Some musicals are all about the entertainment. You expect to see some awesome dancing, amazing singing, and leave the theater smiling (see my review of Disney’s Aladdin, also currently playing at the Kennedy Center). You may remember the happy feeling of seeing the show a few years later, but there will have been no lasting impact on your life. Dear Evan Hansen, the 2017 Tony Award-Winning Best Musical, is not that type of musical. Instead, it is a poignant and heart-wrenching look at human relationships and it is guaranteed to stay with you long after you’ve left the theater.
With a book by Tony Award-winning playwright Steven Levenson, music by Benj Pasek and Justin Paul, the team who brought both La La Land and The Greatest Showman to theaters, and direction by 4-time Tony nominee Michael Greif, the show had star credentials even before its opening night, and has been a sold-out sensation since its move to Broadway (it originated here in DC at the Arena Stage in 2015). With an overarching theme of disconnect in an increasingly connected world, this is a musical for modern audiences, and both teens and adults will relate to the drama unfolding in the lives of the show’s title character, Evan Hansen, a socially awkward teen just trying to make it through the day, and those around him.
Exploring the perennial motifs of loneliness, abandonment, peer pressure, and friendship, the story of Dear Evan Hansen begins when Evan, a teenager with social anxiety issues, writes a note to himself as directed by his therapist. He begins the note, “Dear Evan Hansen” and signs it “Sincerely, Me.” The note is stolen by Connor Murphy, a classmate with social problems of his own, who then commits suicide. After finding the note in Connor’s pocket, Connor’s parents believe that Connor wrote the note to Evan and that the two were friends. Unable to tell Connor’s grieving family the truth, Evan starts down a path of lies that will have consequences for both Evan and the Murphy family.
The story perfectly encapsulates today’s culture of never-ending connectedness through the internet while individual people feel lost or “forgotten,” as if they could disappear and no one would notice.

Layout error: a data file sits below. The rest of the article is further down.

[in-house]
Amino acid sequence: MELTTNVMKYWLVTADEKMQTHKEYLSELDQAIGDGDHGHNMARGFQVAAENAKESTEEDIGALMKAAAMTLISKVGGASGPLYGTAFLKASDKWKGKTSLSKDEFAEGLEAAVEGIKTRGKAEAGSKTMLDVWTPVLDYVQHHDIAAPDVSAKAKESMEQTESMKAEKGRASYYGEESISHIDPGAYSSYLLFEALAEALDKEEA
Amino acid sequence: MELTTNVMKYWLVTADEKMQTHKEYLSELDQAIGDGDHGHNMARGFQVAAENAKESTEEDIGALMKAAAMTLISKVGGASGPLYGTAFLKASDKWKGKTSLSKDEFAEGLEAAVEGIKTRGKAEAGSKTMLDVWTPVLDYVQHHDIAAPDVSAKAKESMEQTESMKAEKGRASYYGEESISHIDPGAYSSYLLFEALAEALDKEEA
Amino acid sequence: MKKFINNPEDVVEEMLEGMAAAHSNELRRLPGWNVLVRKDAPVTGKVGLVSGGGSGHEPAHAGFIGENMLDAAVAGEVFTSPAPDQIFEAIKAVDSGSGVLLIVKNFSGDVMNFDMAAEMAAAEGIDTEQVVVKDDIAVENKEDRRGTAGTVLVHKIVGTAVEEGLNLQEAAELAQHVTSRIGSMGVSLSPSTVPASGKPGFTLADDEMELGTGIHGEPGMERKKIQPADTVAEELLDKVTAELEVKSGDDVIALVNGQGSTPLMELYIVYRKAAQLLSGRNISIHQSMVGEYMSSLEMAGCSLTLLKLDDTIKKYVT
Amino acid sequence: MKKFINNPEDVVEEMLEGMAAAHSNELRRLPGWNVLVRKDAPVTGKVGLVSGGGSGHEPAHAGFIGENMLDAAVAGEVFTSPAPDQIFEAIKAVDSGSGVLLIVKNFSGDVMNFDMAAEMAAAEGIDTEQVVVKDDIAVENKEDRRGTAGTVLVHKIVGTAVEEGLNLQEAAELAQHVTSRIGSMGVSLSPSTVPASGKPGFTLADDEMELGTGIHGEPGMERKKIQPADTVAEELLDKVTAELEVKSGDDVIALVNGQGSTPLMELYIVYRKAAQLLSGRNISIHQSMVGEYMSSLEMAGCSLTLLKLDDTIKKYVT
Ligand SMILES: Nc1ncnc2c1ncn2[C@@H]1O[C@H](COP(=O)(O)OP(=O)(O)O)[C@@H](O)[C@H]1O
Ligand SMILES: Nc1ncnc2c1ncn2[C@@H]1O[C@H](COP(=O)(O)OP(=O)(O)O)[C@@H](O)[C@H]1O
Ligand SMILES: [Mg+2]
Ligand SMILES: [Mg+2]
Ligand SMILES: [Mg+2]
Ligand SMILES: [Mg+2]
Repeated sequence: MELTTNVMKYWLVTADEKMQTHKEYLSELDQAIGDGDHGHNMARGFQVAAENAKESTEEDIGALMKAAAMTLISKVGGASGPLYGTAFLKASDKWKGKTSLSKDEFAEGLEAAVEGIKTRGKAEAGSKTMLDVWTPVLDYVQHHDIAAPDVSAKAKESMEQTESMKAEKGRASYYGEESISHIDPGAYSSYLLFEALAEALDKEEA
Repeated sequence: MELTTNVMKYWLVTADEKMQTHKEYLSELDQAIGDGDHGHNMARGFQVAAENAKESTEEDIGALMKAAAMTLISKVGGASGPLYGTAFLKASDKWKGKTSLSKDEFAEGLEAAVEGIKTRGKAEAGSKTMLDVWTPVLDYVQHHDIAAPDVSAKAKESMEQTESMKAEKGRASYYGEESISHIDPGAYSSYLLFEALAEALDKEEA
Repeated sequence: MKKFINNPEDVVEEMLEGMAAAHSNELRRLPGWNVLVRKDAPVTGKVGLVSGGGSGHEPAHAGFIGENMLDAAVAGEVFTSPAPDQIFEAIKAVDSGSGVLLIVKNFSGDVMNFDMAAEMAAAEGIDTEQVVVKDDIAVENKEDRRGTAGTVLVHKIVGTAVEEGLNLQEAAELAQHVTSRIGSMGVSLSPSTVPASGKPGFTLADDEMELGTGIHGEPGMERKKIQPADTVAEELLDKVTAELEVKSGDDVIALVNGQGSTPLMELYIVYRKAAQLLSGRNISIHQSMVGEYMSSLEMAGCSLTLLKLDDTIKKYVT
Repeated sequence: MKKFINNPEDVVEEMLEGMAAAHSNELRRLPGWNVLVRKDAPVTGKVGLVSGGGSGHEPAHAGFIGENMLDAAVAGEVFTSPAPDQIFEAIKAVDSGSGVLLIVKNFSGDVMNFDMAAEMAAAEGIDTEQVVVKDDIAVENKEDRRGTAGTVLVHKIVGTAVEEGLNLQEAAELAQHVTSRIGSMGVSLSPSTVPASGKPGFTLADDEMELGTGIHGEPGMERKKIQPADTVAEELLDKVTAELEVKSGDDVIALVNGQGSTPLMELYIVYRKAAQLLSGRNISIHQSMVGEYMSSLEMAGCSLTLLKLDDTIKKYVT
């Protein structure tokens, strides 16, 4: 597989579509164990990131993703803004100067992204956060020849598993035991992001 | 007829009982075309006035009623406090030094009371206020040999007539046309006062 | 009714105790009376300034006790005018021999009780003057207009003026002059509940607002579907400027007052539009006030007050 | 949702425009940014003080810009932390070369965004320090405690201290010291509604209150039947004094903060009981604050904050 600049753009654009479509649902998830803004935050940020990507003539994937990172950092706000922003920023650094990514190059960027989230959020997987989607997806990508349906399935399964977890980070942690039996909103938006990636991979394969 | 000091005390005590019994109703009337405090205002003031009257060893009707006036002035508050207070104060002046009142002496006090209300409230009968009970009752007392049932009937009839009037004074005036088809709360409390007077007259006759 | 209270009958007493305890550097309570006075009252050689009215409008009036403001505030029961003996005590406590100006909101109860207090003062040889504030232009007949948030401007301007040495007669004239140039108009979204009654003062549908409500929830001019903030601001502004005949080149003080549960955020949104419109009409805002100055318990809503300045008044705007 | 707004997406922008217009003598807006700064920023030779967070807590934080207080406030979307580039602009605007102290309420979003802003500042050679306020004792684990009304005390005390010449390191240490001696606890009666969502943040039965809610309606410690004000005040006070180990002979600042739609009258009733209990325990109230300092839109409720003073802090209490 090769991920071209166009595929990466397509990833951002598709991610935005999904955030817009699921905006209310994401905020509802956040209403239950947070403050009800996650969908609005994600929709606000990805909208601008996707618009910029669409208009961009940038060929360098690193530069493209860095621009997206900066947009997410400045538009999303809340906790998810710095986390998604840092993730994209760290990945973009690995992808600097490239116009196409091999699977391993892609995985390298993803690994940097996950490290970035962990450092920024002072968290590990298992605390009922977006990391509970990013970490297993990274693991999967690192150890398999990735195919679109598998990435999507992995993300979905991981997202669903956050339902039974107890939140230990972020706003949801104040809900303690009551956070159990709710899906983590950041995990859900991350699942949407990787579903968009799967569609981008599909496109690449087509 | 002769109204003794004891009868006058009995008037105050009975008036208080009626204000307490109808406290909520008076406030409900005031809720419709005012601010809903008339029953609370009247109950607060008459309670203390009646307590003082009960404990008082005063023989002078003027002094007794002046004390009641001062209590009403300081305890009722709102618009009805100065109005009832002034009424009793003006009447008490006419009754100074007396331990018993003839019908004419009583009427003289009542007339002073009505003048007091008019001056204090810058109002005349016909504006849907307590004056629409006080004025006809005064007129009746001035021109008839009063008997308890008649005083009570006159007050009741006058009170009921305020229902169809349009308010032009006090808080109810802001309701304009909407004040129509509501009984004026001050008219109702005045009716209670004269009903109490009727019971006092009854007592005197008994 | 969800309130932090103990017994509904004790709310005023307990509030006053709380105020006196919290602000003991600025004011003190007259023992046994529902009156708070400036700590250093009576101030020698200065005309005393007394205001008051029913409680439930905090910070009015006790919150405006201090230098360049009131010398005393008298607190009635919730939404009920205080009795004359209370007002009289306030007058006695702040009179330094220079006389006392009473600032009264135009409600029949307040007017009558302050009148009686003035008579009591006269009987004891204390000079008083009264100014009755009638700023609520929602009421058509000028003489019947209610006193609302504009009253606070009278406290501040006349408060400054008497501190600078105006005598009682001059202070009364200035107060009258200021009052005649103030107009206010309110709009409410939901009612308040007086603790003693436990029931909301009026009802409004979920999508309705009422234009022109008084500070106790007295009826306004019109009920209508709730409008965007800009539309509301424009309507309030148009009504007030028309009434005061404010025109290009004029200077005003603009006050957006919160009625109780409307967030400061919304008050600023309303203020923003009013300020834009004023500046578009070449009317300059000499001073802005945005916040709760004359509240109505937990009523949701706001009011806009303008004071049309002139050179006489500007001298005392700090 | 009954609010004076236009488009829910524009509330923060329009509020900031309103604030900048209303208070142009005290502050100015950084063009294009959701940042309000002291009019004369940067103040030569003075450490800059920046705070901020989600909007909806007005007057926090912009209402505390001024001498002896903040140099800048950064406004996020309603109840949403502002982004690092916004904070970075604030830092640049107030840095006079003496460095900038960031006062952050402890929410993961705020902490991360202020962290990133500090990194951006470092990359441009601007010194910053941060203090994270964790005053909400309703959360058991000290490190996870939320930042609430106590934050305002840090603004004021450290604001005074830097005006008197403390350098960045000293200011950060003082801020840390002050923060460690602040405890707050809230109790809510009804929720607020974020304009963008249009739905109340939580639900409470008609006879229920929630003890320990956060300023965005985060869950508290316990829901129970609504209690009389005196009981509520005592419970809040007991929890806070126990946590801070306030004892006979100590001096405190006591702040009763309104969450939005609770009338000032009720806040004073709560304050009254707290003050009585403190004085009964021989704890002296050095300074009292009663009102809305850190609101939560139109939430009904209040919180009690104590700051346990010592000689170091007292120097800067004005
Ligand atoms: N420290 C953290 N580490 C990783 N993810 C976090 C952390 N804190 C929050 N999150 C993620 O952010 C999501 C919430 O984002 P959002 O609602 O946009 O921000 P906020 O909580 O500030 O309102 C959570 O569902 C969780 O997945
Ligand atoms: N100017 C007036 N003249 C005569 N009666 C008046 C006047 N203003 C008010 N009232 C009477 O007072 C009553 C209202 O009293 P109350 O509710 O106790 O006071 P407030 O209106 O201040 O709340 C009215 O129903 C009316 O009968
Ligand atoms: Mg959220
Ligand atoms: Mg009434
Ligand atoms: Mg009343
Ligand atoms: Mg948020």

The role of Evan Hansen requires strong acting and singing skills and Ben Levi Ross is up to the task, holding the audience in the palm of his hand from the first minute of the show. Ross masterfully plays the role of a misfit among misfits (his only two “friends,” Alana and Jared are also on the nerdy side with social issues of their own) but visibly grows more confident as the story progresses. He guides the audience through Evan’s growth from a scared kid on the verge of doing something terrible to a confident young man able to face whatever challenges might come his way.
The cast is small but mighty with excellent performances all around. Maggie McKenna as Zoe Murphy expertly juggles the emotional roller coaster of being the sister of a not-so-beloved brother who is suddenly gone and Jessica Phillips is perfect as Evan’s mom, Heidi, who is struggling to connect with her son and have him connect with others. Connor’s mom, well-played by Christiane Noll, has already missed the opportunity to connect with her son and Noll plays the role with an undercurrent of grief that is difficult to miss.
Showstopping songs in Dear Evan Hansen include “You Will Be Found,” “Waving Through a Window” (a remixed version of this song hit number 1 on the Billboard Dance Club Songs chart), and “If I Could Tell Her,” but really all the songs in this show feel necessary to the story and not thrown in for effect.
The orchestra, led by Music Director / Conductor/ Keyboardist Alex Harrington sounds wonderful in the smaller space of the Eisenhower Theater. (As a side note, I wondered about the Kennedy Center’s decision to perform Dear Evan Hansen in the smaller theater and not the Opera House given the popularity of the show, but after seeing the production, I think the more intimate space and better sound quality was an excellent choice for this particular musical.)
There aren’t a lot of tickets left for this stellar production, but if you can snag one, do it. You need to be found at the Kennedy Center’s Dear Evan Hansen.
Running time: 2 hours 45 minutes with one 15-minute intermission
Dear Evan Hansen plays through September 8, 2019, at the Eisenhower Theater at The John F. Kennedy Center for the Performing Arts–2700 F Street NW, Washington, DC. For tickets, call 202-467-4600 or go online.